ASG changes selection process for two vice president positions


Annabel Edwards/Daily Senior Staffer

Katie Funderburg, Associated Student Government speaker of the senate, calls roll. Senate approved a change in the election process for academic vice president and student life vice president.

Rebecca Savransky, Assistant Campus Editor

Associated Student Government passed legislation Wednesday changing the election process for academic vice president and student life vice president from a campus-wide vote to internal selection, meaning ASG president and executive vice president are now the only student-elected positions.

In the past, the academic vice president and student life vice president have been voted on by the student body in the Spring Quarter elections. At Senate, members said these positions were often overshadowed by the presidential vote. The change was proposed due to a lack of student interest in these positions and to guarantee the candidates have enough knowledge and experience to successfully serve the student body.

“It doesn’t make sense for them to be elected,” said Alex Van Atta, ASG executive vice president. “Just something to consider is the kind of complications that can occur when you have somebody elected on one platform on student life but the president, executive vice president were elected on a completely different platform. ”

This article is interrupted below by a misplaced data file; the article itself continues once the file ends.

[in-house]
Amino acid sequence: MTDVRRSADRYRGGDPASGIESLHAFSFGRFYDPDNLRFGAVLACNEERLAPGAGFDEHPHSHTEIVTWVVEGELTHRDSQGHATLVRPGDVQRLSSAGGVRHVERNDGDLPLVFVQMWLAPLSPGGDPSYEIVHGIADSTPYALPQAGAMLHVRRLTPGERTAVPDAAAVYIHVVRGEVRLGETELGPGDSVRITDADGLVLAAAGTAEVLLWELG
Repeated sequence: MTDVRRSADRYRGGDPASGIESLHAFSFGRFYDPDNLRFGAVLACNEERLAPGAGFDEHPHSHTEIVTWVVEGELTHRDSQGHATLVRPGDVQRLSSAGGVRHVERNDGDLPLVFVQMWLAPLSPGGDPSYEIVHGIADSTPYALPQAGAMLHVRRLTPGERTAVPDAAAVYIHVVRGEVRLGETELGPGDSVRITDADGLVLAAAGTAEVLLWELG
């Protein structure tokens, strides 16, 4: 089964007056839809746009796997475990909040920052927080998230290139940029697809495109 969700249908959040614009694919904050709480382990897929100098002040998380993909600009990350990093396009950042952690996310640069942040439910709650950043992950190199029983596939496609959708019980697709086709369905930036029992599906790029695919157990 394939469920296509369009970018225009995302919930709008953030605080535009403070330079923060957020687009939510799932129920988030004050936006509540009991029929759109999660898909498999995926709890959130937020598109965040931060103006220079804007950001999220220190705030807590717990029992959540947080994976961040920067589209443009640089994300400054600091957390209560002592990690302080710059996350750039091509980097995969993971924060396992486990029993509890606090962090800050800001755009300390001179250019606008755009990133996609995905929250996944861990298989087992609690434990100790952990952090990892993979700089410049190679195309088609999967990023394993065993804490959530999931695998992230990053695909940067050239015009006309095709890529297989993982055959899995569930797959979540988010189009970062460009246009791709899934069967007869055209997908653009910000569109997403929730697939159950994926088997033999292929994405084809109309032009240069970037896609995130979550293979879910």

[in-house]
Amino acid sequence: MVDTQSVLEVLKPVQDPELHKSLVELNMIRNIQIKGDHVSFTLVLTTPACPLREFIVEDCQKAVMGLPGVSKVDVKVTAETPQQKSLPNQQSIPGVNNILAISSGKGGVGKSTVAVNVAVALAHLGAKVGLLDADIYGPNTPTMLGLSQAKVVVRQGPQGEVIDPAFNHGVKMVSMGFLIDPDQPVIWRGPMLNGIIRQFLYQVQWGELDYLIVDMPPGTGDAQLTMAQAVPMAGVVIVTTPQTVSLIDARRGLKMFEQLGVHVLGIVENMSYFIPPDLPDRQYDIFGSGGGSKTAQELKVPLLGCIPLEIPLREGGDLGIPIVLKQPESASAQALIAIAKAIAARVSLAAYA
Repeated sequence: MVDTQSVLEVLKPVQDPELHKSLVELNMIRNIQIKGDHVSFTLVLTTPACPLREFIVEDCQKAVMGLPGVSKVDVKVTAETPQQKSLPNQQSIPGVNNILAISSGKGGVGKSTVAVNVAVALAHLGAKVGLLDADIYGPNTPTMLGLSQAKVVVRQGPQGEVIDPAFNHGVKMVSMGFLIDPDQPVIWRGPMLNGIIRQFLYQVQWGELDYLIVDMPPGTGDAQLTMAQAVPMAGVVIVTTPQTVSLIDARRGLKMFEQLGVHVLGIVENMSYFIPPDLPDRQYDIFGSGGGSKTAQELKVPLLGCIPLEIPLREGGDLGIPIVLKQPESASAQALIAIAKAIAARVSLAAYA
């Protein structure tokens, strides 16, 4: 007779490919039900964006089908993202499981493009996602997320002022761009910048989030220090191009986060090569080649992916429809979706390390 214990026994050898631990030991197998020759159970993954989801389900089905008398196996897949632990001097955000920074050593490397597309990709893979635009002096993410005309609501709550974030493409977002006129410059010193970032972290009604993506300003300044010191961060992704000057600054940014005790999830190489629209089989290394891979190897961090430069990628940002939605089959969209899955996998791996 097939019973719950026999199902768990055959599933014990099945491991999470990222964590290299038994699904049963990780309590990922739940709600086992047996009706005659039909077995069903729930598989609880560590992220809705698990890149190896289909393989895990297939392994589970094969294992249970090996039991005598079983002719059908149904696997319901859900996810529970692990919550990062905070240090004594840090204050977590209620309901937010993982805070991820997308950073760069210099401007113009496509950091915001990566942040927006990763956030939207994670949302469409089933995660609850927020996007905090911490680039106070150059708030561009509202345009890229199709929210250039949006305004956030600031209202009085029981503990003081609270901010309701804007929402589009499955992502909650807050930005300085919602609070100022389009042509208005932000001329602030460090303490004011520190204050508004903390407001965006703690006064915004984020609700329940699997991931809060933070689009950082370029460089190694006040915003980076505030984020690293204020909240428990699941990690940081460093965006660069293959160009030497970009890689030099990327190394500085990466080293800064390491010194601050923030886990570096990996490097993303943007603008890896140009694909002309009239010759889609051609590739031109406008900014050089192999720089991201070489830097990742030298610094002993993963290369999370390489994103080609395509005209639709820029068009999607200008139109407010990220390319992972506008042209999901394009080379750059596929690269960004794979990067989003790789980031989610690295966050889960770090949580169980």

The initial legislation was amended to change the makeup of the election commission, which would choose the academic vice president and the student life vice president, who would then need to be approved by the Senate. Now the election commission will also include two students elected by the Senate in order to make the process more democratic.

In the most recent elections, students were required to vote for the two secondary positions in order to submit their ballots, President Ani Ajith said.

Officials said students likely voted for the positions based on arbitrary reasons.

“There are people that make very shallow decisions when it comes to voting,” said David Harris, ASG chief of staff. “A lot of people vote based on their network of friends. A lot of people vote based on one sound bite that they heard or something that they read, so what’s not happening is the conversation that is as applicable as the one that we can have within a smaller setting.”

After intense debate, senators voted, filling the two-thirds required majority to pass the amendment.

Senate also discussed and passed other constitutional amendments, changing the criteria necessary to hold a constitutional forum. In an amendment proposed by Harris, the holding of a constitutional forum now can be bypassed with the votes of three quarters of all senators. Previously, the forums were mandated whenever a constitutional change was proposed.

ASG members also lent their support to a variety of financially-based legislation, including bankruptcy protection for students, and voted in favor of an end to further sequester cuts on higher education.

Correction: A previous version of this story incorrectly identified the conditions required to bypass a constitutional forum. The Daily regrets the error.

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